One of the main draws about foreign horror films is that they often introduce viewers to new or unfamiliar mythologies, or unusual takes on familiar stories. This is certainly the case with the South African film 8, and viewers looking for something out of the ordinary in the supernatural vein should be quite pleased with the film.
Lazarus (Tshamano Sebe [Of Good Report]) is a man who made a made a Faustian deal when his young daughter died, and who is now bound to wander the land and to kill people and collect their souls as they pass away. Lazarus carries a bag around with him almost constantly. 8 reveals its contents rather early, in my opinion, but I will save the surprise for potential first-time viewers to discover. The local villagers consider him a demon and fear him, with some wanting to kill him — a task that their leader believes is impossible — or steal his bag.
Bankrupted William (Garth Breytenbach [Troy: Fall of a City]) and his wife Sarah (Inge Beckmann [Escape Room]) move, out of desperation, to the remote, neglected farm where he grew up, which is near that village. They have also recently adopted their young niece Mary (Keita Luna) after her parents died. Mary meets Lazarus when she wanders off from her new house, and soon, she and Sarah begin experiencing supernatural occurrences — seemingly benign for Mary, but quite the opposite for Sarah.
Writer/director Harold Hölscher presents Lazarus as both a threatening, deadly menace and a sorrowful tragic figure, much like the classic Universal versions of Frankenstein’s monster and the Wolfman. Lazarus brought his fate as a soul collector on himself by striking the deal to bring his daughter back from the dead, but he seems to regret every life that he must take to keep his end of the bargain — one that, naturally for a horror movie, winds up being quite one-sided, and not in his favor.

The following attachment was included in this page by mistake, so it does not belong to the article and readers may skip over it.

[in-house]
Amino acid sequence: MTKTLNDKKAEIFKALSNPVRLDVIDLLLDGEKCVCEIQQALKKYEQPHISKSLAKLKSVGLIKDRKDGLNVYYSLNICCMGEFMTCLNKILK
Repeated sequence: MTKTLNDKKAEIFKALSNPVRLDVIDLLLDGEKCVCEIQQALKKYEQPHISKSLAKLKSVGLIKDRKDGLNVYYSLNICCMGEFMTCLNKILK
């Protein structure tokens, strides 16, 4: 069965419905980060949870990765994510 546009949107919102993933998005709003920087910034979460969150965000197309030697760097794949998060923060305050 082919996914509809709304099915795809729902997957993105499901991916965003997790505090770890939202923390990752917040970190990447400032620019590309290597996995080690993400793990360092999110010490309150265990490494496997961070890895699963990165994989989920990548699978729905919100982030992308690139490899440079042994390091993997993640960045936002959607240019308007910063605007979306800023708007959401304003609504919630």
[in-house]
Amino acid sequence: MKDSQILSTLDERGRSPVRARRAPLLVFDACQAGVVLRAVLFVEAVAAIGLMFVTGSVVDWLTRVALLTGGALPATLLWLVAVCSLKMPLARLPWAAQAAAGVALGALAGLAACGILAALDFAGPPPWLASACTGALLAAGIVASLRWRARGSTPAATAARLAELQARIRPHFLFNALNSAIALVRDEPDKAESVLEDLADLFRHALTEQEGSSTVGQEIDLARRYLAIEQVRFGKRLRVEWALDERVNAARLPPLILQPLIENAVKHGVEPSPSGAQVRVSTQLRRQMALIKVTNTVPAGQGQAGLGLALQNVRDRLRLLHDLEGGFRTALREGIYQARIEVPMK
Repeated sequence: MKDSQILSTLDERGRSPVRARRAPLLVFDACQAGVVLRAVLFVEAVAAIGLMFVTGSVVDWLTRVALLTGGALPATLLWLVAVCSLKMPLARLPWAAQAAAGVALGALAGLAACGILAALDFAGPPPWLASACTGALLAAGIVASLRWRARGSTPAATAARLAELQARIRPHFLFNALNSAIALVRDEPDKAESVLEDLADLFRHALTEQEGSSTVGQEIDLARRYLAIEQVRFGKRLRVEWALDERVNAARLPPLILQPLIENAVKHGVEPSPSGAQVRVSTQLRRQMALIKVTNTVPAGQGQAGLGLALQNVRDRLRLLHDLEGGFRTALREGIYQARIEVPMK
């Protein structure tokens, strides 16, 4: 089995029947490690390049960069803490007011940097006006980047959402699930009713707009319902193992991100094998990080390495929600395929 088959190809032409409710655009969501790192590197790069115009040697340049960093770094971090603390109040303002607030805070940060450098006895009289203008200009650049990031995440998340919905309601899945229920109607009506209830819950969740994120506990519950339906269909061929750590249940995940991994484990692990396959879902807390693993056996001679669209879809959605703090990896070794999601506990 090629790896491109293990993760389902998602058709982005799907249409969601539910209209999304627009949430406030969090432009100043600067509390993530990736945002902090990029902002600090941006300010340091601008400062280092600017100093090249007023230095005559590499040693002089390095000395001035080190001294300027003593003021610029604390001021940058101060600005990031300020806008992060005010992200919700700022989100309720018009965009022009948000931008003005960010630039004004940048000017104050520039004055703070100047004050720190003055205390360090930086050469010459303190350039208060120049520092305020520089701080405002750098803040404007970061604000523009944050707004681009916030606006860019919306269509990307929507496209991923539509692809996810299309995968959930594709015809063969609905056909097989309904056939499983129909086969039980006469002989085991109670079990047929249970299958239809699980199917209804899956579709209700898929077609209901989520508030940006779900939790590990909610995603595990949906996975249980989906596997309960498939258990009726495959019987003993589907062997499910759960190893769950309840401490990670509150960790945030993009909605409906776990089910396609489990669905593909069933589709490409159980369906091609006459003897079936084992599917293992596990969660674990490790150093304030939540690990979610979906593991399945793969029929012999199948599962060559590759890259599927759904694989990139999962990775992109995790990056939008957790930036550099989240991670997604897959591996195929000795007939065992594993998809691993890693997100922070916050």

8 does not require prior knowledge of South African folk tales and traditions — such as why moths play an important role in the film, for example — because its themes of death, grief, the afterlife, and so on are universal ones to which audiences can easily relate. Some elements may not feel fully explained or clearly evident, but that works as a part of the mysteries of the tale rather than being something that needs further clarification.
Hölscher unfolds 8 at a satisfying pace, opening the film with an unsettling sequence involving Lazarus and a victim, and adding eerie elements while setting up the stories of the drama within the newly arrived family and the villagers’ impatience regarding ending Lazarus’ hold of terror over them. 8 eschews graphic horror in favor of an eldritch, unnerving feel, and its few jump scares are earned.
The characters of Lazarus and Mary are the two most developed ones, and the relationship between them is both touching and unnerving. Sebe is truly superb as Lazarus, showing a wide range as his character revels in lording the power of fear that he holds over the villagers, acting as a friend and mentor to Mary, and suffering with the loss of his daughter and the price he must pay for trying to bring her back. Luna is terrific, too, investing Mary with a wide-eyed innocence, a sense of wonder, and a wisdom beyond the character’s years. When the pair of actors share screen time together, their chemistry is magical. Though most of the other characters are relegated to tropes such as the suspicious wife and the unbelieving husband, the supporting cast all give fine performances.
With 8, Hölscher has crafted a preternatural tale with an emphasis on mood and atmosphere, greatly aided by David Pienaar’s sumptuous cinematography. The South African mythology and folklore at the film’s core presents an alien touch that adds to the film’s disquieting ambience.
8 screened at Another Hole in the Head Film Fest, which runs December 1st –15th at New People Cinema in San Francisco.
(4 / 5)